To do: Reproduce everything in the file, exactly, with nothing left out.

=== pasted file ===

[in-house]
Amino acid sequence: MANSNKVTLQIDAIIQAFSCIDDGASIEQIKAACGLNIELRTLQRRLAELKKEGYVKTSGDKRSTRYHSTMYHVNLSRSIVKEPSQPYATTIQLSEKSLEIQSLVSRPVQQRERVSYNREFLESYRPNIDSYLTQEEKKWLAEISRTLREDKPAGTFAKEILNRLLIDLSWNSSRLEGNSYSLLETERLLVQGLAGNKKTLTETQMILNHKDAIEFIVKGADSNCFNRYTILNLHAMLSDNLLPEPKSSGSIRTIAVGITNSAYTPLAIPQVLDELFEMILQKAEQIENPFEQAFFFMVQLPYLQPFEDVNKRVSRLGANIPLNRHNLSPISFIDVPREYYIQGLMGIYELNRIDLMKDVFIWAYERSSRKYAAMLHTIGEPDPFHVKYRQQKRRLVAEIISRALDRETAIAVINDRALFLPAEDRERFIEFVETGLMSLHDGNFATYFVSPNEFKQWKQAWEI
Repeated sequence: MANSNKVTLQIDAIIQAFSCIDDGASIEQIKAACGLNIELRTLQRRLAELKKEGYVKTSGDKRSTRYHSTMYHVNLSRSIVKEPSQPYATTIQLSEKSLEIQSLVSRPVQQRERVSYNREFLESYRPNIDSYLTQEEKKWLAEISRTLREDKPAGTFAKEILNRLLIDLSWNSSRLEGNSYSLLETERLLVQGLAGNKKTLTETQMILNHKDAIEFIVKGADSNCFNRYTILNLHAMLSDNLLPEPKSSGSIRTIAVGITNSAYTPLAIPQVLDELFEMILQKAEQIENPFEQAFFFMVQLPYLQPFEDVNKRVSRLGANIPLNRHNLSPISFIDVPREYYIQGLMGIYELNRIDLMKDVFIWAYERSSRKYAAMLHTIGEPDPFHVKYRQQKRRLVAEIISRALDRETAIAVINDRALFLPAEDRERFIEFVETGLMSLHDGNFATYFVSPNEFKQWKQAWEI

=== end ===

[in-house]
Amino acid sequence: MANSNKVTLQIDAIIQAFSCIDDGASIEQIKAACGLNIELRTLQRRLAELKKEGYVKTSGDKRSTRYHSTMYHVNLSRSIVKEPSQPYATTIQLSEKSLEIQSLVSRPVQQRERVSYNREFLESYRPNIDSYLTQEEKKWLAEISRTLREDKPAGTFAKEILNRLLIDLSWNSSRLEGNSYSLLETERLLVQGLAGNKKTLTETQMILNHKDAIEFIVKGADSNCFNRYTILNLHAMLSDNLLPEPKSSGSIRTIAVGITNSAYTPLAIPQVLDELFEMILQKAEQIENPFEQAFFFMVQLPYLQPFEDVNKRVSRLGANIPLNRHNLSPISFIDVPREYYIQGLMGIYELNRIDLMKDVFIWAYERSSRKYAAMLHTIGEPDPFHVKYRQQKRRLVAEIISRALDRETAIAVINDRALFLPAEDRERFIEFVETGLMSLHDGNFATYFVSPNEFKQWKQAWEI
Repeated sequence: MANSNKVTLQIDAIIQAFSCIDDGASIEQIKAACGLNIELRTLQRRLAELKKEGYVKTSGDKRSTRYHSTMYHVNLSRSIVKEPSQPYATTIQLSEKSLEIQSLVSRPVQQRERVSYNREFLESYRPNIDSYLTQEEKKWLAEISRTLREDKPAGTFAKEILNRLLIDLSWNSSRLEGNSYSLLETERLLVQGLAGNKKTLTETQMILNHKDAIEFIVKGADSNCFNRYTILNLHAMLSDNLLPEPKSSGSIRTIAVGITNSAYTPLAIPQVLDELFEMILQKAEQIENPFEQAFFFMVQLPYLQPFEDVNKRVSRLGANIPLNRHNLSPISFIDVPREYYIQGLMGIYELNRIDLMKDVFIWAYERSSRKYAAMLHTIGEPDPFHVKYRQQKRRLVAEIISRALDRETAIAVINDRALFLPAEDRERFIEFVETGLMSLHDGNFATYFVSPNEFKQWKQAWEI